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Originally published August 9, 2005 at 12:00 AM | Page modified August 9, 2005 at 10:38 AM

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More to Nootka Sound than fishing

There is a lot more to do around Nootka Sound than just going fishing. Members of the Mowachaht and Muchalaht First Nation give history...

Seattle Times staff reporter

There is a lot more to do around Nootka Sound than just going fishing.

Members of the Mowachaht and Muchalaht First Nation give history tours at Friendly Cove. Boaters can tie up at the dock, and check out the Roman church built in 1889, see the Captain Cook monument, Coast Guard station and other sites close by. Cost is $5 (Canadian) day-use fee and $15 for overnight camping.

The area was also home to a big fur trading post in the late 1700s. From 1915 to 1950, the area at Friendly Cove had a thriving fish cannery, operated by Nootka Packing Company, which employed about 2,000 people, many of which were local natives. The demolished cannery is now home to Nootka Island Fishing Camp.

For nature viewers, the wildlife is spectacular, with killer whales, gray whales, seals, sea lions, otters and many bird species. Vancouver Island hosts a huge black bear population, and they can be seen venturing down to shorelines to feed on shellfish and fish.

Outdoor recreationalists can board a converted minesweeper run by Nootka Sound Services Ltd. that transports passengers and freight to outposts around Nootka Sound. The company offers scheduled tours and transportation for kayakers, canoers, campers and hikers.

The M.V. Uchuck III is a 136-foot vessel that leaves Gold River, and makes various stops at Zeballos, Friendly Cove, Kyuquot, Tahsis and other points in between.

Nootka Sound is also one of the few places in the world where scuba divers can see the elusive six-gill shark. The best viewing time is May to September. Many excellent dive sites are accessible from Gold River and Tahsis, and chartered trips are available at both communities.

Surfing is another sport that can be taken on by the huge surf crashing off Nootka Island or along the outside coast on chartered trips from Tahsis.

Less than an hour's drive from Nootka Sound is Strathcona Provincial Park. Strathcona, British Columbia's oldest provincial park, was created in 1911. It covers a hefty 967 square miles and boasts six of the seven highest peaks on Vancouver Island.

Getting there, places to stay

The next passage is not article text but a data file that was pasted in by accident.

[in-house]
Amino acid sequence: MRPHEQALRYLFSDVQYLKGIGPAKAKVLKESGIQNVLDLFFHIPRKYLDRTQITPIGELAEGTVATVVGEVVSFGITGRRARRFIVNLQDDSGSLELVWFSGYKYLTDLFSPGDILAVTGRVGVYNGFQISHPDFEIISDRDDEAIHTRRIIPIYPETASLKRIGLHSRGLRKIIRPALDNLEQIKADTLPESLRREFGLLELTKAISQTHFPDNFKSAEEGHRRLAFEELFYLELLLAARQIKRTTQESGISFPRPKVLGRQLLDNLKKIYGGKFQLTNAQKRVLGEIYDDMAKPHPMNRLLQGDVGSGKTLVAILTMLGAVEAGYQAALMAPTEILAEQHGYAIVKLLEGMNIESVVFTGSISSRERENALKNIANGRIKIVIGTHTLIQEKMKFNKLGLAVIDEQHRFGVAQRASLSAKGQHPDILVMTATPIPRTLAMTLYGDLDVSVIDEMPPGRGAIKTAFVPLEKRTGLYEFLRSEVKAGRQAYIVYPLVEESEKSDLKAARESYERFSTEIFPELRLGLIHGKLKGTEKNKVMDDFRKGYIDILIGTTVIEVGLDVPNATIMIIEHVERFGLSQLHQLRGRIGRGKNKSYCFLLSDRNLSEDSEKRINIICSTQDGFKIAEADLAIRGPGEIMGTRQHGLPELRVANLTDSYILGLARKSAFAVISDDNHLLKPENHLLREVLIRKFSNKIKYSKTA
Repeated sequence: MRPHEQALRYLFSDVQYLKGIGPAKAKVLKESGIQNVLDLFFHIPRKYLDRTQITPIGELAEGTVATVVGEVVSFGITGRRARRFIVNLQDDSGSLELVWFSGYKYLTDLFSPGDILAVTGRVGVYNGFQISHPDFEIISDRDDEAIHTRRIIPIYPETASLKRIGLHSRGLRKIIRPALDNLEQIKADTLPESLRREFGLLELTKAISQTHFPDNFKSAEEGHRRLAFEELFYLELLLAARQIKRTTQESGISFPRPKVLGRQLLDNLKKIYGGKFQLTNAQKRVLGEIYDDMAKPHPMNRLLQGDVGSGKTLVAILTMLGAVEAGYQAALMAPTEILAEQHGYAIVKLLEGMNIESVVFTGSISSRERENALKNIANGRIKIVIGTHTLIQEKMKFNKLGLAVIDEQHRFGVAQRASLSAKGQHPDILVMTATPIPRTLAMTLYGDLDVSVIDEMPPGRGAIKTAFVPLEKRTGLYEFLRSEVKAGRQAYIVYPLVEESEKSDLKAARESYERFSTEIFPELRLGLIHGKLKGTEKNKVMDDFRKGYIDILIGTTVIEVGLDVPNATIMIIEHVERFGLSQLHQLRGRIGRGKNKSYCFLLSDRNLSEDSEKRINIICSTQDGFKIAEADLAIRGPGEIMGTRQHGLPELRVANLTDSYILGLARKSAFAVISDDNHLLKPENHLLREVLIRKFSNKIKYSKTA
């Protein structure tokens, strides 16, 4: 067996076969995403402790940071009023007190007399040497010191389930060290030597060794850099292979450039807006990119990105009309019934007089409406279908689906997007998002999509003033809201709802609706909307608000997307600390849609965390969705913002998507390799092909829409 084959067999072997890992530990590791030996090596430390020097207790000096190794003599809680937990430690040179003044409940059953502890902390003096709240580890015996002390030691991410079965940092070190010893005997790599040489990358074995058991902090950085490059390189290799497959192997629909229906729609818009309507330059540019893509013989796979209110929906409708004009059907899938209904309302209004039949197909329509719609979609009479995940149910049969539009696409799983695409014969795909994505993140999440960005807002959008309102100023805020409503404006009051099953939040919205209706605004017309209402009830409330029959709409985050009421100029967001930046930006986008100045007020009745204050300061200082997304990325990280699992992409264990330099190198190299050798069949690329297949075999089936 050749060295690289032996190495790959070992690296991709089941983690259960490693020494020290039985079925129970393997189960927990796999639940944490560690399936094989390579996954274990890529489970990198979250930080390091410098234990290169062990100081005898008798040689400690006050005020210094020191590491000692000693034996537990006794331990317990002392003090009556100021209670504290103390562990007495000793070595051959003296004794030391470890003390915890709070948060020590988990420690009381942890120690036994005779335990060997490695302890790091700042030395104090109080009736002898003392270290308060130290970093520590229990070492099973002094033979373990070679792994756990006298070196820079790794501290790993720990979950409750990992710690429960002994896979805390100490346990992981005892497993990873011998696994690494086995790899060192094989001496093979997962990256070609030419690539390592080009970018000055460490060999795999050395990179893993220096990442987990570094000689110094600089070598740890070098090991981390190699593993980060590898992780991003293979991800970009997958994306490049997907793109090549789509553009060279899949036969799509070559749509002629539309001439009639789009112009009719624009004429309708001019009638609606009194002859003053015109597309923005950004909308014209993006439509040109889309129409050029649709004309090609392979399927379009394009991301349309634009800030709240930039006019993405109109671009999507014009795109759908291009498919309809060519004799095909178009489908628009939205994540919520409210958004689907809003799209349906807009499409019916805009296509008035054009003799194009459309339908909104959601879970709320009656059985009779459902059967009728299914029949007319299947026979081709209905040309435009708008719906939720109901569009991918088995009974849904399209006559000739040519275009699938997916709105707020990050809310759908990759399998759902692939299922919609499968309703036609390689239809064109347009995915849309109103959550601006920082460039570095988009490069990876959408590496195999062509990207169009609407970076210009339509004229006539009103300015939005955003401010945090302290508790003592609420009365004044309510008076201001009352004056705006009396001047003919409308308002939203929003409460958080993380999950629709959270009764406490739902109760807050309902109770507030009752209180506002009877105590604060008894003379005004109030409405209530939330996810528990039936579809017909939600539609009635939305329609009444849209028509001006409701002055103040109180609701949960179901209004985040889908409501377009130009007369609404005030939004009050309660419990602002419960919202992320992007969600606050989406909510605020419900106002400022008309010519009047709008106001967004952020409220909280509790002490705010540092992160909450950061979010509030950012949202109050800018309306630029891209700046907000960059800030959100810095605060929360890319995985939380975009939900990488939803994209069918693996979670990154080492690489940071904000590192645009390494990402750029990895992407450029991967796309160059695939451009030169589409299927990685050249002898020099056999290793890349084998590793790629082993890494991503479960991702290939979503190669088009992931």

Gold River Fishing Lodge: 877-337-5464 or

Critter Cove: 250-283-7364 or

Ceepeecee Lodge, Tahsis: 250-656-3922 or

Pro Fish Adventures: 250-923-6335 or

Nootka Wilderness Lodge: 250-850-1500 or

Chinootka Fishing Lodge: 877-926-6619 or 250-926-66129 or

Nootka Island Fishing Camp: 250-752-0455 or 250-286-2694.

Sunkissed Charters: 800-971-1278 or 250-285-2726 or

Westview Marina, Tahsis: 800-992-3252 or

Gold River Village: 250-283-2202.

Tahsis Village: 250-934-6344 or

Department of Fisheries and Oceans Canada:

Strathcona Park Lodge and Outdoor Education Centre: 250-286-3122.

Discover Camping, British Columbia: 800-689-9025 or

B.C. Ferries: 604-444-2890 or 888-BC-FERRY or

Air Nootka: 250-283-2255 or

The park has something for everyone from rock climbing, camping, hiking, swimming, fishing, biking and boating. It is home to a large deer and black bear population, and also boasts a good number of Roosevelt elk.

Mountain climbers can test their skills at Kings Peak, Elkhorn Mountain near Gold River, and the newly developed Strathcona Crest Creek Crags Climbing area, which has more than 100 climbing routes. Upper Campbell Lake is a popular stop for windsurfers, kayakers, canoeists, boaters and freshwater fishers.

Buttle Lake, named for Commander John Buttle — who explored the area in 1860s — is the main body of water in Strathcona Park. It offers good fishing for cutthroat, rainbow and Dolly Varden trout.

There are 160 sites in two campgrounds at Buttle Lake and Ralph River with water, toilets and firewood. The trail system is perfect for day or overnight hikes.

There are also five marine-access-only campsites throughout Strathcona Park. Details: Circle Tour Parks, 250-248-9460.

Myra Falls on the west side of Buttle Lake near the south end is the largest falls in the park. Good nature walks and short trail hikes are Lady Falls, Elk River Viewpoint, Lupin Falls, Auger Point, Karst Creek, Wild Ginger and Shepherd Creek.

Many pretty lakes can be found in Forbidden Plateau area, and offer good fly-fishing for trout. The root of its name in Indian legend was believed to be inhabited by evil spirits who consumed women and children who dared to venture into the area.

The views of mountains, glaciers, subalpine valleys and forests looking eastward to the Strait of Georgia are spectacular. To get to Forbidden Plateau follow signs for 19 kilometers from Highway 19 to Forbidden Plateau ski area via the Forbidden Plateau road.

Just outside of Strathcona Park on Upper Campbell Lake is the Strathcona Park Lodge and Outdoor Education Centre, which offers wilderness skills training programs, family oriented trips, vacation getaways, a conference center, workshops and Elder Hostel. The lodge has cozy cabins and chalet rooms for up to 200 guests.

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